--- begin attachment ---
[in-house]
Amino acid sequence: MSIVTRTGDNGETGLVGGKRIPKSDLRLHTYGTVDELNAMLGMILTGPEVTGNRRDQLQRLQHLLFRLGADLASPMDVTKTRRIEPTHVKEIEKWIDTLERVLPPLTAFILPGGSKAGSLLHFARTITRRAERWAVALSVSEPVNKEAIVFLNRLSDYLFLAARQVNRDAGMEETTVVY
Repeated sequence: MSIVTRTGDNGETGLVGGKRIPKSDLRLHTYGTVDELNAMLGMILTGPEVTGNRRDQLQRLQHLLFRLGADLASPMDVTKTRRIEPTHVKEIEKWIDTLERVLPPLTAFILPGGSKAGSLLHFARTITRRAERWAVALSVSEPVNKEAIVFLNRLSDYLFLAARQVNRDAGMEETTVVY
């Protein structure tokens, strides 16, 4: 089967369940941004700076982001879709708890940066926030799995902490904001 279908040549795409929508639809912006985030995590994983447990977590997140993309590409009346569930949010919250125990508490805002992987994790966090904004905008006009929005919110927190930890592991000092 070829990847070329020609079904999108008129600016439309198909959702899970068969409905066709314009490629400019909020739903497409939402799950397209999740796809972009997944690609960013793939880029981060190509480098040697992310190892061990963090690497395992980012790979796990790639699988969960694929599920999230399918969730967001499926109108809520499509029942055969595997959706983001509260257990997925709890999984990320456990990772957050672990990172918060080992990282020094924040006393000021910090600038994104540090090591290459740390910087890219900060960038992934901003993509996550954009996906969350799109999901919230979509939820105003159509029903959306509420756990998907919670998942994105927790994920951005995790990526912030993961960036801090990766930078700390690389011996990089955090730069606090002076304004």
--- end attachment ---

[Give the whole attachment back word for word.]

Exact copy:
[in-house]
Amino acid sequence: MSIVTRTGDNGETGLVGGKRIPKSDLRLHTYGTVDELNAMLGMILTGPEVTGNRRDQLQRLQHLLFRLGADLASPMDVTKTRRIEPTHVKEIEKWIDTLERVLPPLTAFILPGGSKAGSLLHFARTITRRAERWAVALSVSEPVNKEAIVFLNRLSDYLFLAARQVNRDAGMEETTVVY
Repeated sequence: MSIVTRTGDNGETGLVGGKRIPKSDLRLHTYGTVDELNAMLGMILTGPEVTGNRRDQLQRLQHLLFRLGADLASPMDVTKTRRIEPTHVKEIEKWIDTLERVLPPLTAFILPGGSKAGSLLHFARTITRRAERWAVALSVSEPVNKEAIVFLNRLSDYLFLAARQVNRDAGMEETTVVY
């Protein structure tokens, strides 16, 4: 089967369940941004700076982001879709708890940066926030799995902490904001 279908040549795409929508639809912006985030995590994983447990977590997140993309590409009346569930949010919250125990508490805002992987994790966090904004905008006009929005919110927190930890592991000092 070829990847070329020609079904999108008129600016439309198909959702899970068969409905066709314009490629400019909020739903497409939402799950397209999740796809972009997944690609960013793939880029981060190509480098040697992310190892061990963090690497395992980012790979796990790639699988969960694929599920999230399918969730967001499926109108809520499509029942055969595997959706983001509260257990997925709890999984990320456990990772957050672990990172918060080992990282020094924040006393000021910090600038994104540090090591290459740390910087890219900060960038992934901003993509996550954009996906969350799109999901919230979509939820105003159509029903959306509420756990998907919670998942994105927790994920951005995790990526912030993961960036801090990766930078700390690389011996990089955090730069606090002076304004």